The result was a very comfortable, dropped-waist, ankle-length dress. With a square neckline and pockets (of coarse).

Now my favorite part of this dress is the gray lace at the waist and on the sleeves.

I found this lace in my stash and decided it would be just perfect on this dress. First I put it on the sleeves.

After that, this was the lace I had left.

I really liked the wider lace and thought it would look great at the waistband of my dress. Sadly there wasn't near enough of it, but at least I still had plenty of the narrow lace. So I decided to make the narrow lace look like the wide lace.

I used a zig-zag stitch to sew the points together. Once the lace was all pieced together I had enough for the waistband! (with 3 inches to spare)

Then my summer dress with sleeves was done! Now it's packed in my suitcase so I can wear it in Guatemala next week. Now, back to preparing for the trip I go!

Tuesday, June 2, 2015

A Very Practical Sunbonnet

Over the weekend I made a sunbonnet. Why? Because it's practical. For the 19th century at least.

To improve my historical sewing, and hopefully get more historical projects completed, I decided to participate in Historical Sew Monthly (HSM). The way HSM works is every month a new challenge is issued. Participants then make an item from their chosen time period that fits the challenge. (To read more about it you can click on this HSM link on my sidebar.) May's challenge was to make something practical.

After considering several different possible projects I chose the make a sunbonnet like this one from 1850 at the Met museum.

A sunbonnet is a very practical garment as it keeps a lady's face and neck from being sunburned, and keeps the sun out of the eyes.  

Once I figured out what I wanted to make I ran into a problem. I had no clue where to start. I had no patterns that even slightly resembled this bonnet. So I asked on the HSM facebook page if anyone could help me. I got lots of very helpful responses! Now I could make the bonnet.

The original bonnet is made of linen, but I had a tan calico already in my stash that I thought would make a great sunbonnet, so I chose to use that. 

First, I made a pattern for the bonnet. It is based off a picture of an actual mid-1800s bonnet pattern that one of the fb group members sent me.

I made a pattern for the bonnet itself and for the brim lining. The ruffles and ties were just strips of fabric. No pattern required for those!

The main part of the bonnet was easily sewn together. I then tried it on to make sure the shape was right. It was!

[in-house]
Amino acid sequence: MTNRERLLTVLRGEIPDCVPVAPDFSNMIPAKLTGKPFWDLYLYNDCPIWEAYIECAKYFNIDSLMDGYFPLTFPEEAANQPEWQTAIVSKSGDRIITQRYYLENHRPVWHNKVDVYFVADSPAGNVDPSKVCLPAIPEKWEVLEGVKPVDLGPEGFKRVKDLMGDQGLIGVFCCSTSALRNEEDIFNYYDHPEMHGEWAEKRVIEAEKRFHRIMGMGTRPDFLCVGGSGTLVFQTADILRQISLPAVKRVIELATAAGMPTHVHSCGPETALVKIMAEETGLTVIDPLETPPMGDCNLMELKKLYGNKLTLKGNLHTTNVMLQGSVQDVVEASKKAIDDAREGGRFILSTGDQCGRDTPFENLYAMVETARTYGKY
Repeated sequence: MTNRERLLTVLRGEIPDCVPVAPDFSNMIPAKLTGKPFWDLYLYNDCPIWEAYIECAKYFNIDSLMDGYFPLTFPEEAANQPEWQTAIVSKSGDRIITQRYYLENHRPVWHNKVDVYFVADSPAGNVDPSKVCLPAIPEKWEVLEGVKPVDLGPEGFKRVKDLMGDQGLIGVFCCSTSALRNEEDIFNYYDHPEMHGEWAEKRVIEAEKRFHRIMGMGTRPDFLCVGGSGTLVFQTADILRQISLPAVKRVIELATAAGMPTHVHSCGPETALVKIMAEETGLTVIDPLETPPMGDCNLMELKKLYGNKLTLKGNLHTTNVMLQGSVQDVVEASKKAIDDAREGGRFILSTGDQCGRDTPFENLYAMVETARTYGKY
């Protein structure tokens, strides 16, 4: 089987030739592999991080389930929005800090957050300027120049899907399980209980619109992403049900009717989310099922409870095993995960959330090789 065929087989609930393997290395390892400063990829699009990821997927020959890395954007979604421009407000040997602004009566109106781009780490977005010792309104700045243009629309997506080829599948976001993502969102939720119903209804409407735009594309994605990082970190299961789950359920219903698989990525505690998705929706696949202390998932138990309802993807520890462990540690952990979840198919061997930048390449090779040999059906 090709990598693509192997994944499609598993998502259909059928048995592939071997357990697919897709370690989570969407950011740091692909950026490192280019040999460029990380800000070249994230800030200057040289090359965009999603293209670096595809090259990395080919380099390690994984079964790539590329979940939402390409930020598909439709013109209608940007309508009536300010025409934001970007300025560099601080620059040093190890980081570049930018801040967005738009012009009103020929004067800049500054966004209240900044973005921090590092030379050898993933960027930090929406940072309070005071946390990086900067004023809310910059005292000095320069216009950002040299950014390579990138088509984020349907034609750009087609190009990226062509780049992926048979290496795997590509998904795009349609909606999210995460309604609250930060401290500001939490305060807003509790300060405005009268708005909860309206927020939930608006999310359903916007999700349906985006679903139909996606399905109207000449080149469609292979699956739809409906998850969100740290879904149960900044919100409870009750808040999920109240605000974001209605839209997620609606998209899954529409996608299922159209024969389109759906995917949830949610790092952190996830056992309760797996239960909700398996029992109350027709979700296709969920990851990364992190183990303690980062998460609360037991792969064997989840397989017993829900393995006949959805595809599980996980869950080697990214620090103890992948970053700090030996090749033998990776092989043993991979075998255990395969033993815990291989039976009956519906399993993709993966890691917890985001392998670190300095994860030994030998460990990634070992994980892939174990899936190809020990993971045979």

Next I sewed on the ruffle, facing, and brim lining.

Then it was time to insert the slats. This type of sunbonnet is also called a slat bonnet because the brim is supported by pieces of cardboard or wood, called slats. I decided I wanted wooden slats in my bonnet, rather than cardboard. I didn't want to run the risk of a soggy mess if the bonnet were to get wet! So I chose to use popsicle sticks for the slats.

I decided to alternate wide and narrow slats for a look similar to the original bonnet brim. I used my zipper foot to sew the slats in between the brim and brim lining.

This way the slats are held tightly in place so they won't fall out. Once the slats were in all that was left to do was to sew on the ties by hand. 

One on either side on the inside of the bonnet to be tied under the chin, and two sets on the back to give the bonnet the right shape.

I'm proud of how this bonnet came out! This is one of the first things I've made without a commercial pattern to start from, so in that way it was definitely a challenge. Now that I've seen I can make something simple without a pattern I may have to try making something a bit more difficult from scratch. Hmm, maybe for June's challenge.

The Challenge: Practicality
Fabric: 1 & 1/2 yards  tan cotton calico
Pattern: Self-drafted, based off original
Year: 1850
Notions: all-purpose thread and craft sticks 
How historically accurate is it? 6/10. It's almost all machine sewn, so that's not historically accurate, but my pattern was accurate, the shape is accurate, and the wooden slats are accurate. (though they would have been hand-made) 
Hours to complete: I didn't really time it but probably about 4
First worn: Not yet really, just for the picture in this post.
Total cost: about $10